A sprout is produced when a seed starts growing into a vegetable. Sprouts can grow from the seeds of vegetables, grains, legumes, buckwheat and beans. Sprouts vary in texture and taste. Some are spicy (radish and onion sprouts), some are hardy and often used in Asian cuisines (mung bean); others are delicate adding texture and moistness to salads and sandwiches.
There are many reasons why we should eat sprouts. As we age, our body’s ability to produce enzymes declines. Sprouts are a concentrated source of the living enzymes that is lost when foods are cooked or not picked fresh from your own garden. Due to their high enzyme content, sprouts are much easier to digest than the seed or beans from which the came. Sprouts are also a nutrition power house.
Why should we eat sprouts? Aren’t fresh vegetables and fruit enough? The answer to these two questions lies here below; The National Cancer Institute and the National Institutes of Health both recommend eating 5 fresh fruits and vegetables every day. A great way to help reach that goal is to include sprouts. Alfalfa sprouts have more chlorophyll than spinach, kale, cabbage and parsley. Alfalfa, sunflower, clover and radish sprouts are all 4 percent protein. Compare to spinach 3 percent, Romaine lettuce at 1.5 percent, Iceberg lettuce at 0.8 percent, and milk at 3.3 percent, meat is 19 percent and eggs are 13 percent protein, soya beans sprouts have twice the proteins of egg, Radish sprouts have 29 times more vitamin C than milk.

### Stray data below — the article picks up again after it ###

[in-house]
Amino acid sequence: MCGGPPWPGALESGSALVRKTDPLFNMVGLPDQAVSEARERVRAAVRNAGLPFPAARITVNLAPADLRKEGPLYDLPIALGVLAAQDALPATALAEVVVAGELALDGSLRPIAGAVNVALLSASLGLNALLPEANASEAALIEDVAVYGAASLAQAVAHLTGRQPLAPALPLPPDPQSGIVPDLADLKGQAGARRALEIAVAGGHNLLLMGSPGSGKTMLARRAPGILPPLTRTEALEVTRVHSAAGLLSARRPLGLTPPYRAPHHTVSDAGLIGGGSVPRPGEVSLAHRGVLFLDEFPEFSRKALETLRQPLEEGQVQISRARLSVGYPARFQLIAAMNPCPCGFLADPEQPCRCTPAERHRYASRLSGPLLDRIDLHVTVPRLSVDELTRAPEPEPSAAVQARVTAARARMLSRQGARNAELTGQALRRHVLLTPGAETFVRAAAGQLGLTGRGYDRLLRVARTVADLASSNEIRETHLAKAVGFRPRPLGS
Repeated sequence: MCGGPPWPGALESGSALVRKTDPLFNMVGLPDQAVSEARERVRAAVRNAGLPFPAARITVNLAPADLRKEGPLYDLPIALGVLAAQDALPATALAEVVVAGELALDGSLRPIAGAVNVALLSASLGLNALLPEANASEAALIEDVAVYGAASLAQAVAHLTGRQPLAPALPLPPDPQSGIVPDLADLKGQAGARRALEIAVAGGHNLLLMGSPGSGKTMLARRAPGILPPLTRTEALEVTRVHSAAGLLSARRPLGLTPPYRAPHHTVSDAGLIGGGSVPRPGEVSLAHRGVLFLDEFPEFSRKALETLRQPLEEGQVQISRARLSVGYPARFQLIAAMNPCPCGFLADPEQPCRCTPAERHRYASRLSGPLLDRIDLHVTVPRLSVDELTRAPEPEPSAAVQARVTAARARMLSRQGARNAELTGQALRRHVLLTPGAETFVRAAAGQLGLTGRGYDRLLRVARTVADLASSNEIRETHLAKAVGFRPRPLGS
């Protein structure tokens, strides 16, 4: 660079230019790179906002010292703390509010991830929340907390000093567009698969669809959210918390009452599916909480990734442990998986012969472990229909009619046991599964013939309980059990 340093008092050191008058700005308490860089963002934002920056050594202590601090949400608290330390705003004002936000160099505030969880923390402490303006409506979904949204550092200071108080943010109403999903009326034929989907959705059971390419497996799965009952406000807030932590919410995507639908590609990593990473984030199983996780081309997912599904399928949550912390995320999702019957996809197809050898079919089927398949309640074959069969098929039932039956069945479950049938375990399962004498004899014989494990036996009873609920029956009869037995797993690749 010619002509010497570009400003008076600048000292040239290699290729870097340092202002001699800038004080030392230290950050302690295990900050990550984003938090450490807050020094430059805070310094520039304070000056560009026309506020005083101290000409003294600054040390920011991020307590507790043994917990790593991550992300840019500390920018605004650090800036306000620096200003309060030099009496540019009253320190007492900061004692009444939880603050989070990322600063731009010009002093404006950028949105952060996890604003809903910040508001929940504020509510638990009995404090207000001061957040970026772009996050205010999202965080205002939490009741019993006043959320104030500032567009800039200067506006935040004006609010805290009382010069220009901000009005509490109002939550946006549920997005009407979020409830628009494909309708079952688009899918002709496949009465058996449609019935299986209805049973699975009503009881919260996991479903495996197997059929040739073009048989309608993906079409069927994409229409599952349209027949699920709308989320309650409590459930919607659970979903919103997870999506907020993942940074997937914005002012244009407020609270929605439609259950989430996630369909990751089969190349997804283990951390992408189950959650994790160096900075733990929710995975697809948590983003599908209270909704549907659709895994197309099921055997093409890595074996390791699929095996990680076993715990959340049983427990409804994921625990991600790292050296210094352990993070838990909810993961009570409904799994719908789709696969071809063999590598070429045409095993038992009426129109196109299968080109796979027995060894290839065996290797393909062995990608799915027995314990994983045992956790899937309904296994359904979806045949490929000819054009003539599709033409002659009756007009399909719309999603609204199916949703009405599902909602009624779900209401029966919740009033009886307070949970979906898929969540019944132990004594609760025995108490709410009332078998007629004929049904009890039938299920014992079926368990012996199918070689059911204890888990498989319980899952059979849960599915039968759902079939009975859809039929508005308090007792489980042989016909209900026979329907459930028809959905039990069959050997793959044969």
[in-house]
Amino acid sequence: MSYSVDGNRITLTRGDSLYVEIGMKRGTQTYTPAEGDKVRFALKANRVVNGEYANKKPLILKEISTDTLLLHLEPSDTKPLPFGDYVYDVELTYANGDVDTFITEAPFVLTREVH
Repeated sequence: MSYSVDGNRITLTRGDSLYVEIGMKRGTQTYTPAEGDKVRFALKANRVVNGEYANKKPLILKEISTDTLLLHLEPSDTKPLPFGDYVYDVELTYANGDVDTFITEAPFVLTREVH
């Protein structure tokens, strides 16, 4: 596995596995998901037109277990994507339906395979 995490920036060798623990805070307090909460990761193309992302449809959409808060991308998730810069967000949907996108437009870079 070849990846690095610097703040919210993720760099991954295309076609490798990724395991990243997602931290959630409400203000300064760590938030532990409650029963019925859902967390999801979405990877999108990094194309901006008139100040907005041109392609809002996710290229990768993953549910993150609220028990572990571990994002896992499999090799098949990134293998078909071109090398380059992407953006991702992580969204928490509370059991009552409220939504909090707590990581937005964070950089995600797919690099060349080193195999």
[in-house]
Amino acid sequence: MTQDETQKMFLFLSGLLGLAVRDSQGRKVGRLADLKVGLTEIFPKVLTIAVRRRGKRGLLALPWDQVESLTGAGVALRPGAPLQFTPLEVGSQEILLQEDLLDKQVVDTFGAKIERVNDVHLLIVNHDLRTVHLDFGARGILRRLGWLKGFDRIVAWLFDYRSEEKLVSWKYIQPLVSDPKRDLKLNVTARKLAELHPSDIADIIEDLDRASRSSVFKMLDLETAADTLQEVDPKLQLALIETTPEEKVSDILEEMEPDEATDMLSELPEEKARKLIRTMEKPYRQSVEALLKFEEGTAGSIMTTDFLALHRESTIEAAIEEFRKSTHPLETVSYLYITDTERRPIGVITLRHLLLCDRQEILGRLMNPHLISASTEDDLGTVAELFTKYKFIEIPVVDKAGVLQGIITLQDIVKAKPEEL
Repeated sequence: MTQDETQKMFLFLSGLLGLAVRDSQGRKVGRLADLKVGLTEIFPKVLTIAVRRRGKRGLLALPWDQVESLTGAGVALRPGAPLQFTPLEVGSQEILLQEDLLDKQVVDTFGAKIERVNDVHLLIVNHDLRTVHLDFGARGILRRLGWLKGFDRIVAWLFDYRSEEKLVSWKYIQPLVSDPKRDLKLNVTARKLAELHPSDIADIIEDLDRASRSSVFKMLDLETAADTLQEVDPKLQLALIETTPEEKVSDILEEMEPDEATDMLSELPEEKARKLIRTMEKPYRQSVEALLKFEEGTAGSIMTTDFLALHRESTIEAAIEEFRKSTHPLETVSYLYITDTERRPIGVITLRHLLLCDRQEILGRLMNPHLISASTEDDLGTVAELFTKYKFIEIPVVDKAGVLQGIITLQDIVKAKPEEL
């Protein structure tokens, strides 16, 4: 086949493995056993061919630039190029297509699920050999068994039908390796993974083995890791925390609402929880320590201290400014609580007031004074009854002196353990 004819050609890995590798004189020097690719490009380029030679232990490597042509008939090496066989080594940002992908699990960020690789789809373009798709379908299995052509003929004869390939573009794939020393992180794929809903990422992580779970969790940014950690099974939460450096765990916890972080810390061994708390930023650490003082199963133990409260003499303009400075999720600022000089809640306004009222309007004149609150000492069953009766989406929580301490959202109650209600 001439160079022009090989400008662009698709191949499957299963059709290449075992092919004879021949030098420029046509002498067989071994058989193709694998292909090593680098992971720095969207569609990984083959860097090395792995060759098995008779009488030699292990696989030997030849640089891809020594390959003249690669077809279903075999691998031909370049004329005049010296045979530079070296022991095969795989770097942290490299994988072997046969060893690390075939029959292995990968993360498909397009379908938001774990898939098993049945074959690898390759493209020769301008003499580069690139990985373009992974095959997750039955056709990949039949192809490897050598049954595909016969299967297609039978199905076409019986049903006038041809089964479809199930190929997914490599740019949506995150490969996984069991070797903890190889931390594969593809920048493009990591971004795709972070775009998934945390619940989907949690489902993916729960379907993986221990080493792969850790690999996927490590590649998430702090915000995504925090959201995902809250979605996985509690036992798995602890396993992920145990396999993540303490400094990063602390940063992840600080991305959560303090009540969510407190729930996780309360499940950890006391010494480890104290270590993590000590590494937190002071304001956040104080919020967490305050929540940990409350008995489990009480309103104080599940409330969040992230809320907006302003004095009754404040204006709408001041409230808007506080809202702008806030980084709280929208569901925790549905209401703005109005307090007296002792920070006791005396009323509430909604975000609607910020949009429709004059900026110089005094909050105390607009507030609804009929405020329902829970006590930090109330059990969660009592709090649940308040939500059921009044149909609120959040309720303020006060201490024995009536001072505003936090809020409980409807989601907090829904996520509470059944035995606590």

Alfalfa, radish, broccoli, clover and soybean contain concentrated amount of plant compounds that can protect us against disease. Amino acids found in alfalfa, demonstrates resistance to pancreatic, colon and leukemia cancers. Plant estrogen in these sprouts function similar to human estrogen but without side effects. They increase bone formation and density and prevent bone breakdown (osteoporosis). They are helpful in controlling hot flashes, menopause, PMS and fibrocystic breast tumors.
Alfalfa sprouts are one of the finest sources of saponins, a chemical that lowers bad cholesterol and fat not the good cholesterol and fats. Saponins also stimulate the immune system by increasing the activity of natural killer cells. They also prevent DNA destruction.
Ways to serve sprouts:
- Add to tossed salads
- Use in coleslaw (cabbage, clover, radish)
- Blend with vegetable juices (cabbage, mung bean, lentil)
- Salute with onions
- Add to baked beans (lentil)
If interested if producing sprouts, inexpensive sprouting kits and seeds are available online and health food stores. Buy only certified organic seeds, grains, legumes or beans for sprouting. Buy them in small quantities, and keep them refrigerated prior to sprouting.
Regardless of the source, do not use seeds that have been treated with a fungicide. Treated seeds are not edible and can be recognized by the coating of pink or green dust on the seed coat.
For more information about nutritional value of sprouts, go to www.isga-sprouts.org.
Kevin Brown enjoys writing for blogs about health, fitness and nutritional related topics. When he isn’t writing for the various health blogs out there, he’s active in sports and just about anything outdoors. He’s a supporter of LifeStrength balance bracelets and frequently writes about the benefits of Syionic90 technology.